garden-bedSummer is here! Give yourself, your landscape, and your community a boost by installing raised beds and containers that are filled with delectable edibles that will have you eating healthfully right into the fall.

This year I installed 4 raised beds in my front yard that are filled with strawberries, butter lettuce, fennel, pole beans, bush beans, wax beans, cucumbers, beets, and rainbow chard. I also expanded my backyard rolling wine barrel garden fleet to a total of 9. The wine barrels are filled with 6 varieties of tomatoes, 3 varieties of eggplant, 2 varieties of chili peppers, radishes, carrots, mixed summer greens, and zucchini squash. I have the equivalent of a small farm packed into a space of less than 400 square feet (and I can move most everything around).

Mind you I do have watermelons, winter squash, artichokes, grapes, edible flowers, citrus and fruit trees scattered throughout the rest of my landscape. It’s always a work in progress, but I manage to get quite a return without making major investments in water, time, or cash. At the same time, my yard is filled with honey and native bees, other beneficial insects, and birds, birds, birds.

The raised beds and wine barrels are filled with WM EarthCare™ Homegrown compost that I purchased in 1 cubic foot bags at the retail price of $4.50 each less 20% because I had a coupon. Note: If you happen to be one of the hundreds to whom I gave a compost sample and coupon to over the last 12 months, now is the time to use the coupon. It will expire on July 31, 2012.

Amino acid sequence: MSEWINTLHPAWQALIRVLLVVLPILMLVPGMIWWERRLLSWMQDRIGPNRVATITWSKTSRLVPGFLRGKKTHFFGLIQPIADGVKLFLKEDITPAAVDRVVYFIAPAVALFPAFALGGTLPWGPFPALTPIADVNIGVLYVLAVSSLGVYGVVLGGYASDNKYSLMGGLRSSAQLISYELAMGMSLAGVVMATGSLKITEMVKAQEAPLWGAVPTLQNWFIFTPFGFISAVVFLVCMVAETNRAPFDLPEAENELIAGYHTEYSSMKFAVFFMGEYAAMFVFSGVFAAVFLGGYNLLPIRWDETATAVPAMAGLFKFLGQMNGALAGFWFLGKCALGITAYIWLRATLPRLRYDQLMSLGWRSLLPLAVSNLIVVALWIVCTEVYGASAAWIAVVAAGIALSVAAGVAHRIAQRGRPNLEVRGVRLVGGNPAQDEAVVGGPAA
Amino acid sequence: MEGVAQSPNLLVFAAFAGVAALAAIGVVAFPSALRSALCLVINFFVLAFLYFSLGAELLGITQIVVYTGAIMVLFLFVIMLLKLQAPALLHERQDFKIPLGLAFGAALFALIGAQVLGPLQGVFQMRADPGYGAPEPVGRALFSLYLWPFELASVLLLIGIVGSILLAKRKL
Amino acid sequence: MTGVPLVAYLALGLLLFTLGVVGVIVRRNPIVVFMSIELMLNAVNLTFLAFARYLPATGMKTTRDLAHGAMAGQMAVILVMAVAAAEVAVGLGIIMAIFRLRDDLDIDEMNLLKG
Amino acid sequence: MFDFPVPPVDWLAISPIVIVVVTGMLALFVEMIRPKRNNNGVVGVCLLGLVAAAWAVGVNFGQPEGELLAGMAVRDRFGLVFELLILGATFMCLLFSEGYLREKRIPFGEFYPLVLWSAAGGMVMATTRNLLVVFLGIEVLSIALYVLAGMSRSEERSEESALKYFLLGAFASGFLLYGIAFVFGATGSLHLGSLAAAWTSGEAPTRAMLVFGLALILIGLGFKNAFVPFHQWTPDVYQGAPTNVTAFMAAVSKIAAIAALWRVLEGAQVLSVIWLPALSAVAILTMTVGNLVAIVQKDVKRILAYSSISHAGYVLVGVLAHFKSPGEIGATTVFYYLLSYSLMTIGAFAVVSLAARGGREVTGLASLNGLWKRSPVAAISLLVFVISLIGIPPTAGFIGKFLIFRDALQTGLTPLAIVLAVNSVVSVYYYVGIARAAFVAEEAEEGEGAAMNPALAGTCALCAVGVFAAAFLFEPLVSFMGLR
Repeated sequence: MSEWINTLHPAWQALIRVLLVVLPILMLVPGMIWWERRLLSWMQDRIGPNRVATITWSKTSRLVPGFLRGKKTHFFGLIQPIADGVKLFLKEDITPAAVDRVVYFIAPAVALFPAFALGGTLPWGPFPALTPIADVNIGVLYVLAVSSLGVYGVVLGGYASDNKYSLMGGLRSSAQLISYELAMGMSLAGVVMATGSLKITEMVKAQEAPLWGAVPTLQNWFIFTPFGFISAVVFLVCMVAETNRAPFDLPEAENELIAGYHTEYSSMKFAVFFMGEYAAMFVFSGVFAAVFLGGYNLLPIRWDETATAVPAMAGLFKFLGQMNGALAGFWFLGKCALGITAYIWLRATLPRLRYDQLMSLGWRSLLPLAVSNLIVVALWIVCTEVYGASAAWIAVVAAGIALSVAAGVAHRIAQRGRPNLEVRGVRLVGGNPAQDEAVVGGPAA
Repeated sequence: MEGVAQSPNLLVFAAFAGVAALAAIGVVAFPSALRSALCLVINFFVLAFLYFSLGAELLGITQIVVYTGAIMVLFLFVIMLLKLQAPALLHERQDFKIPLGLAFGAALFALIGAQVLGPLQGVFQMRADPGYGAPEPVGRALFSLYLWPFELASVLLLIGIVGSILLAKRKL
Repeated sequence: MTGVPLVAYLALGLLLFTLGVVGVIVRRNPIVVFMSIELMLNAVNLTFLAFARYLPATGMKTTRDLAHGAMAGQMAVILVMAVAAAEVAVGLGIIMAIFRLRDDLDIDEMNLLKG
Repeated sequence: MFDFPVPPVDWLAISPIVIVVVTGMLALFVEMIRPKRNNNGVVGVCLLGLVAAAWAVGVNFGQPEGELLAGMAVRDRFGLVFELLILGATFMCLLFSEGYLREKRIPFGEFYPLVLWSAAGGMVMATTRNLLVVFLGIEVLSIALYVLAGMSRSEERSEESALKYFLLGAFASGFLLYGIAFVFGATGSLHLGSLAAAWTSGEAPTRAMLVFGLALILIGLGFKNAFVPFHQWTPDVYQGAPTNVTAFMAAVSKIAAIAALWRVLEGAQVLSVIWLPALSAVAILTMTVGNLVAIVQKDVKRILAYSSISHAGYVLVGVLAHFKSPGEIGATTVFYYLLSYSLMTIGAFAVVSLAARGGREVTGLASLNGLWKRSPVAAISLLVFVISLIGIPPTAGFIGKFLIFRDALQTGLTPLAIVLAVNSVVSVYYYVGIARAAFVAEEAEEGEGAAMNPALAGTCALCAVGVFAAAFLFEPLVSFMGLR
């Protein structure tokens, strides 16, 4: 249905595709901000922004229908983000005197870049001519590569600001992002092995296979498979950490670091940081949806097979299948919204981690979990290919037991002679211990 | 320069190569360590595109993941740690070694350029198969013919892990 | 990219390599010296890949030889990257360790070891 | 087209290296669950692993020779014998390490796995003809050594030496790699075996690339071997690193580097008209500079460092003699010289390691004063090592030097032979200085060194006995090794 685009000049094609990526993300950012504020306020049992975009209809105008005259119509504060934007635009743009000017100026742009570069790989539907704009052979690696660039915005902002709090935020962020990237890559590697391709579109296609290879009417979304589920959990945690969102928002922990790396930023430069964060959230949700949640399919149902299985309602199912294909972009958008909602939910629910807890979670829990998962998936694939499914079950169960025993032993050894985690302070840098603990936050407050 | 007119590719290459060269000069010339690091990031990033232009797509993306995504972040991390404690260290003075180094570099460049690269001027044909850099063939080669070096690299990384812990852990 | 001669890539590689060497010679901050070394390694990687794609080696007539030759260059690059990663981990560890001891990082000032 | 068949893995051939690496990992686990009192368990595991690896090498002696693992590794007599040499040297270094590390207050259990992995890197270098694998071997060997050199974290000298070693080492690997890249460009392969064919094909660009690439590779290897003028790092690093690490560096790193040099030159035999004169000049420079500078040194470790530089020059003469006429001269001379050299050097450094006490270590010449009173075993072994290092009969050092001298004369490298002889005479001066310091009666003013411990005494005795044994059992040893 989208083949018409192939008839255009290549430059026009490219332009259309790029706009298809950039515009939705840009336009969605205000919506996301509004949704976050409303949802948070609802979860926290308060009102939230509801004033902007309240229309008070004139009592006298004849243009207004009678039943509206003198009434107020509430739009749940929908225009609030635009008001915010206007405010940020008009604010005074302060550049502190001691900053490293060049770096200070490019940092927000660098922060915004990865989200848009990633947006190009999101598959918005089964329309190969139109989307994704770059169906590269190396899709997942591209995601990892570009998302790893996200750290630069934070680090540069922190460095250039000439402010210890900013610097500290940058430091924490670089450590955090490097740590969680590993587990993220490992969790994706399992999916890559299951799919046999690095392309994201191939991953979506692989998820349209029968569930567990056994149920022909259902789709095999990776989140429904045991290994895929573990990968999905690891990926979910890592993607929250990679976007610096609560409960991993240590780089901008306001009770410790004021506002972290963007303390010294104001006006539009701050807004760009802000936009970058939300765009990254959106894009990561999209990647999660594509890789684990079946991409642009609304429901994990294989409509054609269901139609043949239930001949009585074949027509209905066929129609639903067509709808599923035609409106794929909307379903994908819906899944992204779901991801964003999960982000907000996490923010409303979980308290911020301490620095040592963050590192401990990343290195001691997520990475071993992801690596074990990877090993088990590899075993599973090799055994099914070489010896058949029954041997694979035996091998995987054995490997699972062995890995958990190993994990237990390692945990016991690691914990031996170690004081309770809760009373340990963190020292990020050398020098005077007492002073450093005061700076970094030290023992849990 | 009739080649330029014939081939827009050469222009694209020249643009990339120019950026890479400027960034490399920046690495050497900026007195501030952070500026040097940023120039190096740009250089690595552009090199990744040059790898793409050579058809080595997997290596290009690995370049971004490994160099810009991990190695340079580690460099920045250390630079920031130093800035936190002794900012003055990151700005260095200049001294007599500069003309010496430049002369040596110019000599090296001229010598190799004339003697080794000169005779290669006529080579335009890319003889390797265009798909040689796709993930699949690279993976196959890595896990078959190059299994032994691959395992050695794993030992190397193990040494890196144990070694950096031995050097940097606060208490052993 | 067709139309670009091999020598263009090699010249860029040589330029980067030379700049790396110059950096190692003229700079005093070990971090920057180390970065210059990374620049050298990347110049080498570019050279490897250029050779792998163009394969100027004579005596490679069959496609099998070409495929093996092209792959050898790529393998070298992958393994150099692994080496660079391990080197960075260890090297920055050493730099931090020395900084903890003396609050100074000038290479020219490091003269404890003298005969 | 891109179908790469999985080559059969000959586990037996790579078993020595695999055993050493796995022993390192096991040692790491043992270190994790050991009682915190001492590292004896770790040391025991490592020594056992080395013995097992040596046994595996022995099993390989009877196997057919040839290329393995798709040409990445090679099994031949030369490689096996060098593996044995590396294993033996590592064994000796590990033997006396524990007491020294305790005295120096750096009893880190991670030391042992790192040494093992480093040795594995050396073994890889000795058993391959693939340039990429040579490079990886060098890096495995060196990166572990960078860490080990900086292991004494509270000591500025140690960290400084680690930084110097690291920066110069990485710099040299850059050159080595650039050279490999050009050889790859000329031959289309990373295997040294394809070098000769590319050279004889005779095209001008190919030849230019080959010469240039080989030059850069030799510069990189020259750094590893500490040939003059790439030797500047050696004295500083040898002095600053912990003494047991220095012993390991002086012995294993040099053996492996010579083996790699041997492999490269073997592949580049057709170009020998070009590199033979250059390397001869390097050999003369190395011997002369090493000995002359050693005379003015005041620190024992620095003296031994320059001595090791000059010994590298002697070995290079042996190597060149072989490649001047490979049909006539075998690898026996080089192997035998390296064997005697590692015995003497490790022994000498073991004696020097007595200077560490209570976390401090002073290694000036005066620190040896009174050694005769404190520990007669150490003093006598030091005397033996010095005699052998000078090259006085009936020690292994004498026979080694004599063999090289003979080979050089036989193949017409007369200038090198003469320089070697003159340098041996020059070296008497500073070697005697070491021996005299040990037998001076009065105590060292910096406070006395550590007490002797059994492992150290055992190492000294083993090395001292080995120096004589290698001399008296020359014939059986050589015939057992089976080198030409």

Mixed with the Homegrown compost was compost made in my home composter plus a blend of perlite, asbestos-free vermiculite, and aged organic chicken manure. This combination produces a growth mix that drains well and holds sufficient moisture to ward off wilting-provided you don’t let the material get too dry. In other words, apply water sparingly but evenly. A little goes a long way!

I sow beets, carrots, radishes, beans, lettuce and chard directly from seed in the mix with very good results. Once again, it’s important to remember to maintain even moisture during germination. Transplants-tomatoes, eggplant, peppers, bush-type squash-all perform well in the mix, but I do not recommend it for melons or running squash as they repeatedly wilt and require significant additional watering. These are best planted in-ground in mounds supplied with water via a soaker hose buried 2-3 inches into each mound.

Now if what I just described sounds like more work (and exercise) than you want, consider contracting with a local Bay Friendly landscaper or urban gardening service to install and maintain your beds at home. If you’re stumped about how to find someone to maintain your urban farm for you just send me an email at and I’ll point you in the right direction.

garden-bed1Live in apartment or have a yard with limited space and sunlight? No problem! You can still reap the benefits of a raised bed edible landscape. Look for schools, churches, and community organizations where you live that have a gardening program and find out how you can participate. In some communities, you can rent a small plot for a nominal fee and create the garden of your dreams. This arrangement may make watering and tending your garden easier and more enjoyable. Each community garden has its own social network that includes tasty edibles and recipes galore. Some programs may also include classes to help give you a greener thumb!

garden-bed2Summer is here! It’s not too late to make a raised bed, and grow!

Have a happy and productive Bay Friendly summer!

~The Dirt Dude